InDesign CS3 Inside InDesign CS3!
One of the most useful features in InDesign CS3 is also one of the most unexpected: You can now place an InDesign (INDD) file inside another InDesign file!
Being able to place an INDD file into another can enable some new collaboration workflows. If you wanted to hand off a portion of a layout to another person, they can easily open it up in their copy of InDesign and edit it simultaneously while you're working on this layout. You could also use this for placing ads (each an InDesign file) into a layout yet keeping each one editable.
Placed InDesign files are treated similarly to placed PDF files. If you choose Import Options when placing, in the Place InDesign Document dialog box, you can view and control which pages to place. You can choose how the pages will be cropped, to the Page, Bleed, or Slug bounding box. You can even choose which layers of the InDesign file you want to place. You could use this to control different versions of a file.
My friend and colleague, Sandee Cohen, said, "This ability is exactly what Quark's Composition Zones does, but done in a much better way. And much easier to work with."
In the layout I created, I placed a sidebar about the Creative Suite editions. My placed InDesign file itself included a linked graphic. Look at the Links palette in the illustration below, and you'll see the linked InDesign file. Below it in the Links palette (and indented so you can see it's part of the "child" INDD file) is the graphic in the placed file. You can edit the "child" InDesign file the same way you would any linked graphic, by choosing Edit Original from the Links palette, or Option/Alt-double-clicking the INDD file. This opens up the "child," which you can then edit. When you save changes to the "child," the changes are immediately updated in the "parent" file.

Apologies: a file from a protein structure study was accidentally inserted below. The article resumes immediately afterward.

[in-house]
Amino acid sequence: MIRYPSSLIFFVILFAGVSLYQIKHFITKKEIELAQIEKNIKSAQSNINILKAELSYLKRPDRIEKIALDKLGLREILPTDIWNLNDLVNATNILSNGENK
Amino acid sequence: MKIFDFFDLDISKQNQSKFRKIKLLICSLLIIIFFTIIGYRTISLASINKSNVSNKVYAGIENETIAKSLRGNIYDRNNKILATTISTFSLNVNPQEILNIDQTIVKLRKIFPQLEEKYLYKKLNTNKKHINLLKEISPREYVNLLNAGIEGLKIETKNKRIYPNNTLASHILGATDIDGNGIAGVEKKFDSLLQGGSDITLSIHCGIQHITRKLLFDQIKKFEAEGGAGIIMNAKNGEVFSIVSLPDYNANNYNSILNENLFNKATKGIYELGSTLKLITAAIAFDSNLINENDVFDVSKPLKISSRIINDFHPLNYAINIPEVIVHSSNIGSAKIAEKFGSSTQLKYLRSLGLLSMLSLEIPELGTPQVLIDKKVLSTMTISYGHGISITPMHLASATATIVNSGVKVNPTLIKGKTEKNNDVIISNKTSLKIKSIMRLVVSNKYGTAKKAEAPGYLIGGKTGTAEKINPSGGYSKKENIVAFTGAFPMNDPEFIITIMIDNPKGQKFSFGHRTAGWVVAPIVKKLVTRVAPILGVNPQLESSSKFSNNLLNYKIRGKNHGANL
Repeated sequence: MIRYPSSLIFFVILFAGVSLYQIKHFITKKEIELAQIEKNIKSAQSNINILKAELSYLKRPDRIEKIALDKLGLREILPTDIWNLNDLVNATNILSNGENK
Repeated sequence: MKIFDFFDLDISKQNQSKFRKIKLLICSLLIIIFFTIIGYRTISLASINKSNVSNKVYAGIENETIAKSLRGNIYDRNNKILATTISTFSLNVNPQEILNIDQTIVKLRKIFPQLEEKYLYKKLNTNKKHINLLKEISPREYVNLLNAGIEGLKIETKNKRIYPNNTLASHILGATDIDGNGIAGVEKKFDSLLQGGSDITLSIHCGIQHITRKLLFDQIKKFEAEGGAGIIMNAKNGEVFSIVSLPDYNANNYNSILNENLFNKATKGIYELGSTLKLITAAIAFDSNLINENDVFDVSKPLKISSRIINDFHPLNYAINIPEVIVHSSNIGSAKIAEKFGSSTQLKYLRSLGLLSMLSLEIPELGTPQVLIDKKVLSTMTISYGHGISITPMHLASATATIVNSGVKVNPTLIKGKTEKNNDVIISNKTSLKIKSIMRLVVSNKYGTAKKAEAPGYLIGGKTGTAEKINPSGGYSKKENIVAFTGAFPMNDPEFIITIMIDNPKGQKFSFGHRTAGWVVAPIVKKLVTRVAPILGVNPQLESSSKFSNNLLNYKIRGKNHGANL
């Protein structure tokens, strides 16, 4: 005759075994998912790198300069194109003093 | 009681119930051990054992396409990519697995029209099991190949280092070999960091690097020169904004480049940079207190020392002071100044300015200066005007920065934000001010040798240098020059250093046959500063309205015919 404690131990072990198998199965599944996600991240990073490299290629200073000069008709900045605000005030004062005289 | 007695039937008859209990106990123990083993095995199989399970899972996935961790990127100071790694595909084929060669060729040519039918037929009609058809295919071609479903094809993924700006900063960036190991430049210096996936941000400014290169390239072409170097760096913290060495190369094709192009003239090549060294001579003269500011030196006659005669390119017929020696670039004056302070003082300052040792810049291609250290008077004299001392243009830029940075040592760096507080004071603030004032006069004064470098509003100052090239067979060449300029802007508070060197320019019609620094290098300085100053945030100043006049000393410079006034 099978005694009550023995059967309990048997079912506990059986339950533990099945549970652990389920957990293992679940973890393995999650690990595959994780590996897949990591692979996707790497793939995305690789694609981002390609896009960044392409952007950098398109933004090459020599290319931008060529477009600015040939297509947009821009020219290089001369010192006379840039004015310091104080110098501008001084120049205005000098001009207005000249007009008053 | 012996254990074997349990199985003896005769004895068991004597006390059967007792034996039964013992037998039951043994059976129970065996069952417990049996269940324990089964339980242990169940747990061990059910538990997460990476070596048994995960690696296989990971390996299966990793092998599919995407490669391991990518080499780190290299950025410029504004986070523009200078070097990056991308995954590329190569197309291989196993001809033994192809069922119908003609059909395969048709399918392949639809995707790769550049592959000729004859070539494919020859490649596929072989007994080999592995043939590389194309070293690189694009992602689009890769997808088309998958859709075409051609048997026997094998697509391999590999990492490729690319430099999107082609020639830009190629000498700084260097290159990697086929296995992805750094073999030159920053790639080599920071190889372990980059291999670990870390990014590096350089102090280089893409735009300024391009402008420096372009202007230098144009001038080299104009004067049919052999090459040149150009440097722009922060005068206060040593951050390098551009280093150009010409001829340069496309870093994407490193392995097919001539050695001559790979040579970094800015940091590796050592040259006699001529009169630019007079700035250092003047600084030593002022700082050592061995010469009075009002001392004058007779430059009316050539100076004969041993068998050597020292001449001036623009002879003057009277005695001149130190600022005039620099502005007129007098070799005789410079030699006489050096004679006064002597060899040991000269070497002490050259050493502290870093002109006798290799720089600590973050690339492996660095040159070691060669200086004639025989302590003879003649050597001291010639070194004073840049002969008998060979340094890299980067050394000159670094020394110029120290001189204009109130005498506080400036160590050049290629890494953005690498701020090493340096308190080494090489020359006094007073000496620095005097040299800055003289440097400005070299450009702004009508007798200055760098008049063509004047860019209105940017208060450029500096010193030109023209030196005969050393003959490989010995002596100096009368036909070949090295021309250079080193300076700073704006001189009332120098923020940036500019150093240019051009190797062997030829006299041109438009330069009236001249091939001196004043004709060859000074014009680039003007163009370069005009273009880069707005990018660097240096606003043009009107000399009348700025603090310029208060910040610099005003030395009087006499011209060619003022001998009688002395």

Think of a placed InDesign file as a live page you aren't allowed to edit in the parent document: Raster images within the page draw as rasters. Vector graphics, including type, draw as vectors. Transparency within the imported page interacts with page items in the parent document.
I'll have more to say about this in a future blog, but that should whet your appetite for InDesign CS3!